(3) Cooking DemonstrationCulinary experts demonstrated convenient, easy, and tasty ways to prepare and cook FTFC and invited recipe tasting.
Sharing and Caring PotluckThe last in-person meeting of the program included a time to review the overall experience and engage in discussion. It was intended to explore milestones achieved, recognize precipitous moments of comprehension, connect to feelings related to the program ending, identify ongoing obstacles and/or challenges, identify changes and successes along the way, share ideas and hopes for continued success, and discuss take-aways from the group experience.
Recipe CardsEach week participants received 2–3 printed recipe cards for foods exhibited and tasted during the culinary demonstration. Examples of recipes included Quinoa Salad, Everyday Green Smoothie, Southwestern Bean Salad, Buckwheat Cocoa-Chip Overnight Oats, Chili, and Whole Wheat Greek Pasta Salad.
WorkbookPocket folders included written materials about dietary choices and recipe cards.
S.M.A.R.T Goal-Setting WorksheetsEach week participants completed a one-page worksheet that prompted them to identify one to three specific, measurable, actionable, relevant and time-bound goals that were revisited at the next session.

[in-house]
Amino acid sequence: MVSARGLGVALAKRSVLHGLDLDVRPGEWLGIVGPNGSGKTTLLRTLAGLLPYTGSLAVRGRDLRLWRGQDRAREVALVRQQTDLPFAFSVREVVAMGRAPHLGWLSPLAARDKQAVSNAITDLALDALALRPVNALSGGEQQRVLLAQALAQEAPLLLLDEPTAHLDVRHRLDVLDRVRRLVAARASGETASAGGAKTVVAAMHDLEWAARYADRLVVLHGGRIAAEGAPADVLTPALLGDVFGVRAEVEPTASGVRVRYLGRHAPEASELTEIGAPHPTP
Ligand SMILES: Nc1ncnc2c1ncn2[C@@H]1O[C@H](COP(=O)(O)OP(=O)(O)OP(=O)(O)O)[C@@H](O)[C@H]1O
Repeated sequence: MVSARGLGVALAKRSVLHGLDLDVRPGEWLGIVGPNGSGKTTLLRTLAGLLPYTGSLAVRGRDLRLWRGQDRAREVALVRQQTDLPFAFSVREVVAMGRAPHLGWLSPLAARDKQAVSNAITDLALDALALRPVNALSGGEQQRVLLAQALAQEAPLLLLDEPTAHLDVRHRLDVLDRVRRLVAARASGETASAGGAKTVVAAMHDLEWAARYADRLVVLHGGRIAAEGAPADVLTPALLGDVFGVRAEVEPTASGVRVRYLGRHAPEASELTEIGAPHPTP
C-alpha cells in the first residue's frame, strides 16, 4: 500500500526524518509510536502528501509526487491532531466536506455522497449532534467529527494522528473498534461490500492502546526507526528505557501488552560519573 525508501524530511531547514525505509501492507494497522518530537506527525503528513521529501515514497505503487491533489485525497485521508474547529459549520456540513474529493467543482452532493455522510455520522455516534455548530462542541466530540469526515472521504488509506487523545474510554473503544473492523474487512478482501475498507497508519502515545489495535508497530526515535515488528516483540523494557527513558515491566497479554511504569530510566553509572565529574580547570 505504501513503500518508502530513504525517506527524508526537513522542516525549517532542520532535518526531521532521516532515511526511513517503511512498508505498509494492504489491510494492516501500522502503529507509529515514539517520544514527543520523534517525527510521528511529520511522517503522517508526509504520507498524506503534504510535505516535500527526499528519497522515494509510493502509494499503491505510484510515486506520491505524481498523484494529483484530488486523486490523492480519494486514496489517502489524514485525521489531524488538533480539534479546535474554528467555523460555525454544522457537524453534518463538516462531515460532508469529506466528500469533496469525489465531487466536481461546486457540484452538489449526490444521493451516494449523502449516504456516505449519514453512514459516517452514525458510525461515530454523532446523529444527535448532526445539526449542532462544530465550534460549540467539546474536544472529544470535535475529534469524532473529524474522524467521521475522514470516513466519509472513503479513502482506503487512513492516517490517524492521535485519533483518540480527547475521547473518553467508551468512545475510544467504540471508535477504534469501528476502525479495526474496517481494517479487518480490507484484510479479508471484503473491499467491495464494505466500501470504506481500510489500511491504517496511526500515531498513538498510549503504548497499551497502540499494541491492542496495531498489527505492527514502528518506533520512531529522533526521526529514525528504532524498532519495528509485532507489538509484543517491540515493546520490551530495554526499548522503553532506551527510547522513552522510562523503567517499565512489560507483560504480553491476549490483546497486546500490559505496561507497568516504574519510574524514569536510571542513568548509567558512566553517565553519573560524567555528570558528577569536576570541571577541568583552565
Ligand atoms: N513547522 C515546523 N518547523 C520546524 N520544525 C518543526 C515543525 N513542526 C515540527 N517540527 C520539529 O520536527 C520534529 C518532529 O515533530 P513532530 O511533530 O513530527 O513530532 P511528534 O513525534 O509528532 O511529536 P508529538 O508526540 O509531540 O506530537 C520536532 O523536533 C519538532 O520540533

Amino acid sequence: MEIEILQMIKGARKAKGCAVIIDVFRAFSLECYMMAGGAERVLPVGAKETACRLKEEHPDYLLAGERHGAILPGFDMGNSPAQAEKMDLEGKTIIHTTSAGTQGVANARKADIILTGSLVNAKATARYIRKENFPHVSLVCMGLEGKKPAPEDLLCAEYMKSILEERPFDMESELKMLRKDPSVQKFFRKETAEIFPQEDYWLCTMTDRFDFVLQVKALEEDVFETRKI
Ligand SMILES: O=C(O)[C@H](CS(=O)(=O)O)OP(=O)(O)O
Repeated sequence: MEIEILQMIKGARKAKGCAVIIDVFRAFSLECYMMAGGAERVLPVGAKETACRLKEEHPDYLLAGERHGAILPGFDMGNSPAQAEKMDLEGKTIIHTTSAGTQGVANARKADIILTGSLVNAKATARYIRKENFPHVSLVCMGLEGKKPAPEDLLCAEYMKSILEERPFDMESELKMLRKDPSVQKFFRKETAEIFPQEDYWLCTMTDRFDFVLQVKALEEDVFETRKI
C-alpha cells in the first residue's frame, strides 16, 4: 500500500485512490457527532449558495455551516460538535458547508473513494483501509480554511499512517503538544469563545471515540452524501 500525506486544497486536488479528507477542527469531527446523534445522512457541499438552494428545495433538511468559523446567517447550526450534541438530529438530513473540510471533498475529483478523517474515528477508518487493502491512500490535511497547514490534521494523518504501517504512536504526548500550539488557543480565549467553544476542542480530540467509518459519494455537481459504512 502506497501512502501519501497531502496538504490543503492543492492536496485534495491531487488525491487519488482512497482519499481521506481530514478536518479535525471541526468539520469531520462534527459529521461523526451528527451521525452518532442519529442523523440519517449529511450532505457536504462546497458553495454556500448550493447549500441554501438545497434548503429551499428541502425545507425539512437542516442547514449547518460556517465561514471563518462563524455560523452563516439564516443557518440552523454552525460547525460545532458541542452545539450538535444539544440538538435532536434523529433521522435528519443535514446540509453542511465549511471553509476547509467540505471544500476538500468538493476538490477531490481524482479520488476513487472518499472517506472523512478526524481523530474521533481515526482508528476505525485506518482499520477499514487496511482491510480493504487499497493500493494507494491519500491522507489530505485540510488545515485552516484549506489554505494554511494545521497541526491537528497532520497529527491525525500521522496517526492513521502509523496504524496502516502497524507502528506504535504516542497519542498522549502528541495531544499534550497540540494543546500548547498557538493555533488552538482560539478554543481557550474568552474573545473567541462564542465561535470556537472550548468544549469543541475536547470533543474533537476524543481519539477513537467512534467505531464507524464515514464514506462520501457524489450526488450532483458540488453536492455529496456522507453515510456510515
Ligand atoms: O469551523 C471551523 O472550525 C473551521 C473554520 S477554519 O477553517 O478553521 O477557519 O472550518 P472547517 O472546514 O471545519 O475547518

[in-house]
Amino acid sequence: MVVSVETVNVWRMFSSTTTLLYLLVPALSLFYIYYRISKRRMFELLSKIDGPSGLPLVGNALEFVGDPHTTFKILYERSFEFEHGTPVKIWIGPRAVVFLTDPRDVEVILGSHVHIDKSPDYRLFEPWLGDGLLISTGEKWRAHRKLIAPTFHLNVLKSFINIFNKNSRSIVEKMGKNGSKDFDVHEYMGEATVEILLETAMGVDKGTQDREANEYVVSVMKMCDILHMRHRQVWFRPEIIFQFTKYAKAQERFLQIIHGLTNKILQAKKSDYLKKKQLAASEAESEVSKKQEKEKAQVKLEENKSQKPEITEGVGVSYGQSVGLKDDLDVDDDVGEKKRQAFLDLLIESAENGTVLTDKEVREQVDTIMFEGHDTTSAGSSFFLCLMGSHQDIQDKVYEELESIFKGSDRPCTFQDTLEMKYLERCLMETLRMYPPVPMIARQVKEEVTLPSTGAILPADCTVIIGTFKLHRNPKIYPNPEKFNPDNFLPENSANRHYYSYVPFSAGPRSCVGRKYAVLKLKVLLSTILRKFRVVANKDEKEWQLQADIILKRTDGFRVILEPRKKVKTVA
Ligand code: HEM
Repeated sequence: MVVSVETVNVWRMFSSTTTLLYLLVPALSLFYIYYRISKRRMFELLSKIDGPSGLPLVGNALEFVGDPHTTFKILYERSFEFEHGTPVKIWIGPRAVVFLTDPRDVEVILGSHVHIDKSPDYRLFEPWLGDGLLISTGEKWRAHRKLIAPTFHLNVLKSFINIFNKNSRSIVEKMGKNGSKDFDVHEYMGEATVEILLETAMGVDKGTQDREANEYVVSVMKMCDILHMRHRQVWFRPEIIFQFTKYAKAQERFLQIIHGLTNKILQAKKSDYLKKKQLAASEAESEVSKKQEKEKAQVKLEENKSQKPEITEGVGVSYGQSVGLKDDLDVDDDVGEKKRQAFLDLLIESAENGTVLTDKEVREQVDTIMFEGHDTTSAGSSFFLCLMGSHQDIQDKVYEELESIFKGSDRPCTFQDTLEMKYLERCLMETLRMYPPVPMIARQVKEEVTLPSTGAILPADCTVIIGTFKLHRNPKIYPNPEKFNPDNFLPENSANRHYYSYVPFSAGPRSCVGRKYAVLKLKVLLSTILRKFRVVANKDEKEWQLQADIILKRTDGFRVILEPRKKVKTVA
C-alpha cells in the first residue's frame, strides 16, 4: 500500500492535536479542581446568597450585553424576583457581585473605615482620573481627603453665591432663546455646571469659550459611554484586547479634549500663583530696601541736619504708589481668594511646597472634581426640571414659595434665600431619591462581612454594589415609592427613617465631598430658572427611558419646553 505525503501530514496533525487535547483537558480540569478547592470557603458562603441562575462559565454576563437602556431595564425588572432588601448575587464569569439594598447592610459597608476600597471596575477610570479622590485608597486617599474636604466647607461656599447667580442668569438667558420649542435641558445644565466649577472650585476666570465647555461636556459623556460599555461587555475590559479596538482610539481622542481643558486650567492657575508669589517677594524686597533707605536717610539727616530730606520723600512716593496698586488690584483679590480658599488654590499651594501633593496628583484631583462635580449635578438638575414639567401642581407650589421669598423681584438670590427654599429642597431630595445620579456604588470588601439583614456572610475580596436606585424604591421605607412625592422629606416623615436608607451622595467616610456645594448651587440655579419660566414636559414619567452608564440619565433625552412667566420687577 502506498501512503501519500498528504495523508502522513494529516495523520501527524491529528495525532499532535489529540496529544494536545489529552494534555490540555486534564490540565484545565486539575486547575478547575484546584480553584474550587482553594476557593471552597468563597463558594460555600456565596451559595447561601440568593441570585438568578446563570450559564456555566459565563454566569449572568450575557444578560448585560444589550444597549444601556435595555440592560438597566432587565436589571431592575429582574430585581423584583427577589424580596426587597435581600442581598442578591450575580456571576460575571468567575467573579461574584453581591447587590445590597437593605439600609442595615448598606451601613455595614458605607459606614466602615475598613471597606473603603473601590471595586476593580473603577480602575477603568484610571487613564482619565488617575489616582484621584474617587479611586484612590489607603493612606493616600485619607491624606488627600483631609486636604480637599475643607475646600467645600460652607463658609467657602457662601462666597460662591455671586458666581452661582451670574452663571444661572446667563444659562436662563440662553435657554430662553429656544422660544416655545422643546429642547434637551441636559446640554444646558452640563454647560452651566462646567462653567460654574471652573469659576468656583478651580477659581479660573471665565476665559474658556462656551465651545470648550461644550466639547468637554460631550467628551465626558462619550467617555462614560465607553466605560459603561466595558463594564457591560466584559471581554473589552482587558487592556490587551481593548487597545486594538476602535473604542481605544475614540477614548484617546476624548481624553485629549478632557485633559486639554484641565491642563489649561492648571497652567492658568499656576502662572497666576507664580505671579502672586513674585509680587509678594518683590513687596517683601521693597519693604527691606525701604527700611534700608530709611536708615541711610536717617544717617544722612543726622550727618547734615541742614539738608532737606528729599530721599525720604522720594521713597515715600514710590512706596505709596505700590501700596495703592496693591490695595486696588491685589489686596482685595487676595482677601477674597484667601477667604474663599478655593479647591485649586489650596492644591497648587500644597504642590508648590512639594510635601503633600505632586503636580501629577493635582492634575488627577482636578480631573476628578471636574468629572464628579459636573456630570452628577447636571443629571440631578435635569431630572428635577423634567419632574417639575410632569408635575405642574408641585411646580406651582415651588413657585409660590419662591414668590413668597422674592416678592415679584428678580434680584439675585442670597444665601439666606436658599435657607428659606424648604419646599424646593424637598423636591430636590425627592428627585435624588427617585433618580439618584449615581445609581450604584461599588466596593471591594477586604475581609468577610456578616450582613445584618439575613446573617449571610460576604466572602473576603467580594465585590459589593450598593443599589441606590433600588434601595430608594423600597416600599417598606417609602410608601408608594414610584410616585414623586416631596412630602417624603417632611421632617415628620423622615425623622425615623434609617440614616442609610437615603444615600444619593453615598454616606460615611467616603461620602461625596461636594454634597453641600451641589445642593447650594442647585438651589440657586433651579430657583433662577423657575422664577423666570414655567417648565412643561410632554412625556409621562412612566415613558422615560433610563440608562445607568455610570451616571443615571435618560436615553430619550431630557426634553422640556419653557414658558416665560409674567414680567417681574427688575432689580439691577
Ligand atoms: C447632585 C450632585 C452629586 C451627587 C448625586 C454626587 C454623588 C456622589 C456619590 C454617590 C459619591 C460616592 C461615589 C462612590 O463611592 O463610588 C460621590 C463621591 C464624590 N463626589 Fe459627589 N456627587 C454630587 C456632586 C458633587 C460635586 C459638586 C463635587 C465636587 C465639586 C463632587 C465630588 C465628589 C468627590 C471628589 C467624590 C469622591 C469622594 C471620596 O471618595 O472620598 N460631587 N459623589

Control Group Components
Printed Educational MaterialsParticipants in the control group received seven comprehensive summaries from Coping with Cancer in the Kitchen weekly module content and 14 recipe cards (two from each of the 7 weeks of culinary demonstrations). These were mailed to participants in one package upon completion of the baseline survey.
Pre–Post Outcome Measures
Knowledge about a Plant-Based DietParticipants rated their agreement (1 = Strongly disagree; 5 = Strongly agree) with six custom items developed by the research team, e.g., “I understand the benefits of consuming whole grains versus processed grains”. A composite score was calculated as the average of the 6 ratings (range 1–5; Cronbach’s alpha = 0.80).
Confidence Preparing a Variety of Plant FoodsParticipants indicated “How sure are you that you could prepare the foods listed below in a tasty way?” (1 = Very unsure; 5 = Very sure). The 14-item scale included 4 whole grains; 4 beans, seeds and legumes; 3 green leafy vegetables; and 3 mixed foods, e.g., healthy one-pot meals. A composite score was calculated as the average of the 14 items (range 1–5; Cronbach’s alpha = 0.75).
Skills to Practice a Plant-Based DietParticipants rated their agreement (1 = Strongly disagree; 5 = Strongly agree) with five custom items developed by the research team, e.g., “I am confident that I can create a kitchen environment that makes it easier to store, prepare, and consume fruits, vegetables, whole grains, and beans.”; the average of the five ratings was calculated to create a skills composite score (range 1–5; Cronbach’s alpha = 0.88).